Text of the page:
The Interview: Pooya Mohseni
An Interview conducted by Michael Raver
It would be complicated to describe actress Pooya Mohseni in only a few words. As a performer, she’s strong. She carries herself with a kind of regal bearing that comes naturally to precious few. However, she’s more than simply a glamorous Titania looking to take center stage. She’s willing to walk her talk, eager for her work to challenge audiences.
A trans rights activist, Mohseni hails from Iran and has maintained a deeply rooted connection to justice, particularly for people of color, as well as the LGBTQIA+ community. Identity has been a major thread of continuity in her artistic life. Her recent performance in Mari Walker’s film, SEE YOU THEN, made a splash at SXSW last year and won Mohseni the award for Best Performance in a US Feature at LA Outfest.
Now, she’s hitting the boards in The Atlantic Theater Company’s production of Sanaz Toossi’s new play, ENGLISH. Directed by Knud Adams, the play deals with four Iranian adults on the cusp of taking the TOEFL, or the Test of English as a Foreign Language. What ensues are a series of word games and listening comprehension exercises, all of which are meant to bring the class closer to the fluency.
How did this role come to you?
in 2018, Sanaz Toossi, the playwright, emailed me and asked if I could read for a part in her then thesis at NYU, called ENGLISH. I thought it was a beautiful role. I’ve done multiple readings of it throughout the years, including a zoom reading during the pandemic. Then in 2021, I saw the news that it was coming to the Atlantic. While I was not certain that the role would go to me, I was proud that the world was going to experience this play. Then, I was asked to come in for a work session with the creative team, and while it’s intimidating to have 15 people, in masks, silently judging your work, I thought to myself that I will do the role as I had done it before and live in its truth as I felt and experienced it. I approached the audition from the point of view that “this is what I’d do in the role if you give me the opportunity,” which frees you to be who you see the character to be in that moment, while giving you the freedom to change and receive direction as though you’re in rehearsal.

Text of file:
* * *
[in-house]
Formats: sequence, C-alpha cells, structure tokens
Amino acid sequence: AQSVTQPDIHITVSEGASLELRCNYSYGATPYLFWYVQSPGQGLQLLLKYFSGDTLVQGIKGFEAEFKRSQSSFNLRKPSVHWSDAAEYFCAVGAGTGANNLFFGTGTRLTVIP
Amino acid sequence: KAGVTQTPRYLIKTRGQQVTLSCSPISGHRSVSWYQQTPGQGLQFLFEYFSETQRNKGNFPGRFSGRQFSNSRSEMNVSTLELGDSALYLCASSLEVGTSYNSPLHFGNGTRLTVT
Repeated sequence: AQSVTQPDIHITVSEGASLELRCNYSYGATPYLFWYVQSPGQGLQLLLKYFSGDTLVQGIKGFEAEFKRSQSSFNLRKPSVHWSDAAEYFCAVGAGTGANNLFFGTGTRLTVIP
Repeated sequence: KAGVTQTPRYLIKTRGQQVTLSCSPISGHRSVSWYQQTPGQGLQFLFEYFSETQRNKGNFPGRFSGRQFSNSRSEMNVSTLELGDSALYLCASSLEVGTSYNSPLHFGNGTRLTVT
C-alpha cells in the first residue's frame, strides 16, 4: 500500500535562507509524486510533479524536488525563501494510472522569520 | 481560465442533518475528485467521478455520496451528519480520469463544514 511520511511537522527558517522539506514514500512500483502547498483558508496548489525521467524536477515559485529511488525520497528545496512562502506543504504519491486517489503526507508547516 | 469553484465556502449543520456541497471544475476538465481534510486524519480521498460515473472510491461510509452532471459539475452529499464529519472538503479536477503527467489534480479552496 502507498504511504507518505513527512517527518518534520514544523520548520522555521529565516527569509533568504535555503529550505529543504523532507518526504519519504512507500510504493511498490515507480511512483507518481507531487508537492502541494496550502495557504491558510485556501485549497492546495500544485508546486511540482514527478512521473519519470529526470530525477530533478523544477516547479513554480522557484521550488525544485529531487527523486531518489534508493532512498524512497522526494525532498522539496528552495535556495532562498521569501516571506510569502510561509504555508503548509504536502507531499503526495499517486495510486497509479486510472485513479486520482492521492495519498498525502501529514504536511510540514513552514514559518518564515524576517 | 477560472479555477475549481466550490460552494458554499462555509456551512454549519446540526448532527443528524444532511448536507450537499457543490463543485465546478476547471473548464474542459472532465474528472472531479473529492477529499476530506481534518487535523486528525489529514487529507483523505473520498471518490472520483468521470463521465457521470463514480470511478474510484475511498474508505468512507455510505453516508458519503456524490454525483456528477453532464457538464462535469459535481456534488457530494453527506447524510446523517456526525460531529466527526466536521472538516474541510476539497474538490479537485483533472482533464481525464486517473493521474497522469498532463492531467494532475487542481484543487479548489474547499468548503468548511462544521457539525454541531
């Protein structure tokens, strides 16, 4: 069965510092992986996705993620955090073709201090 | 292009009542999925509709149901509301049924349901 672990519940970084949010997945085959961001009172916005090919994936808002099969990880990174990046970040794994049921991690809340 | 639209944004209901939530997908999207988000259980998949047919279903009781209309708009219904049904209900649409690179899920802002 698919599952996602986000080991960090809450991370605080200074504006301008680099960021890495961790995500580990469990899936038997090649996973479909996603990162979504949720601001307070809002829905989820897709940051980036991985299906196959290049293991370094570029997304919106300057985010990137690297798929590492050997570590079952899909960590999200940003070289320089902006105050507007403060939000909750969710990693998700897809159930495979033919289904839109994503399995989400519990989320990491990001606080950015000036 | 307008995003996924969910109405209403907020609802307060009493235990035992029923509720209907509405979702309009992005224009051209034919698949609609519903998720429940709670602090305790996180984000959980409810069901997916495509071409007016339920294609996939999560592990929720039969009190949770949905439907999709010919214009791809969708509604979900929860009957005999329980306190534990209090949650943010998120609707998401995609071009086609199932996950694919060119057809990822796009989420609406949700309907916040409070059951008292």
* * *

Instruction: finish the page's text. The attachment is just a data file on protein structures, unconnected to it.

That’s how I like to approach my auditions. Working on an audition as though you’re already working on the project and not just auditioning for it, gives you more ease, confidence, and openness to be present and guided.
What is Roya’s strongest attribute?
I think Roya’s strength of character and grace are things I find most integral to her actions and how she interacts with the world around her. She’s like a queen, floating above the world, holding herself in that manner, while observing everything with class. She is discerning about when and how she chooses to express her thoughts and feelings to those around her.
What is her Achilles’ heel?
Her love for her family is Roya’s blind spot, but I think that’s true about most parents. It’s not easy to be objective about people who are part of you and Roya is no exception. Her love for her son forces her to willingly or unwillingly overlook some of the realities of that relationship. Her family is her heart and no matter what, she can’t let go. Because of that—regardless of how much pain she experiences because of it—she holds on.
Why do you feel this has been the right time for audiences to see ENGLISH?
We now live in a time when people, audiences and artists alike, are interested in telling more varied stories, from different cultures, experiences and outlooks. This has not always been the case and even 10 years ago, this play may have been brushed aside. As more under or badly represented communities are getting their moment in the light, more theaters are giving the space for these stories to be developed and shared with the audience. The Iranian community has not always been represented with nuance, kindness or even full facts, but now there is a desire for stories around people of color, people who have been “othered”, to show their full humanity, wants, desires, and shortcomings. Audiences are ready for it.
What does performing at The Atlantic mean to you?
To say it’s a dream come true is an understatement. As an immigrant, as a woman of color, and as an actor who is trans, stepping out on the stage at Atlantic Theater, telling a story that has heart and depth, about the struggles of my community is humbling. I carry my mother’s journey of coming to this country onto that stage with me. I also know that I have made this happen through the determination and work ethic that I was taught as a child. Being on that stage feels like I’m carrying the dreams of the women in my family. But also, hopefully, the young people who may share my background, either as an immigrant or a queer individual, can see this accomplishment and realize that if I can achieve, so can they. I want them to know that if they believe and work hard and persevere, they can accomplish whatever they want out of life.
What do you want the audience to leave with?
I want the audience to walk away from ENGLISH and realize that while we are all different, we’re also the same. We may look different, sound different, but our accents don’t change how we experience as humans. We all have wants, needs, fears and goals, regardless of our color, our nationality, our accent, our sexuality or gender. I want the audience to walk away feeling more love and compassion for those who are different from them and hopefully see the world in a more inclusive and harmonious light. That’s my hope.
To purchase tickets for ENGLISH, visit https://atlantictheater.org/production/english/
For more information about Pooya Mohseni, visit www.pooyaland.com